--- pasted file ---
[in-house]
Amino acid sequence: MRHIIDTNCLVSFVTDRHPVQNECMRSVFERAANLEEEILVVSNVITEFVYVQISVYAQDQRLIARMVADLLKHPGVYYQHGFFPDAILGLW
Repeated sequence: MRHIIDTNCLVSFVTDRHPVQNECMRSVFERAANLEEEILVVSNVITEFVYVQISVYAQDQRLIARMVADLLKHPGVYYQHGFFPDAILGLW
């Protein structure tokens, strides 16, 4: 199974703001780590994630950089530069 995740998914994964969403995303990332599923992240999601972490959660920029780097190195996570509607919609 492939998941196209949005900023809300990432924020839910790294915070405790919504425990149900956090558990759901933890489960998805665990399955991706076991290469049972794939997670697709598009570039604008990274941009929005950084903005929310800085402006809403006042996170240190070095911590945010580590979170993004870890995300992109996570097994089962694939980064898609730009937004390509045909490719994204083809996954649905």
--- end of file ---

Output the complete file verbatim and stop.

[in-house]
Amino acid sequence: MRHIIDTNCLVSFVTDRHPVQNECMRSVFERAANLEEEILVVSNVITEFVYVQISVYAQDQRLIARMVADLLKHPGVYYQHGFFPDAILGLW
Repeated sequence: MRHIIDTNCLVSFVTDRHPVQNECMRSVFERAANLEEEILVVSNVITEFVYVQISVYAQDQRLIARMVADLLKHPGVYYQHGFFPDAILGLW
């Protein structure tokens, strides 16, 4: 199974703001780590994630950089530069 995740998914994964969403995303990332599923992240999601972490959660920029780097190195996570509607919609 492939998941196209949005900023809300990432924020839910790294915070405790919504425990149900956090558990759901933890489960998805665990399955991706076991290469049972794939997670697709598009570039604008990274941009929005950084903005929310800085402006809403006042996170240190070095911590945010580590979170993004870890995300992109996570097994089962694939980064898609730009937004390509045909490719994204083809996954649905």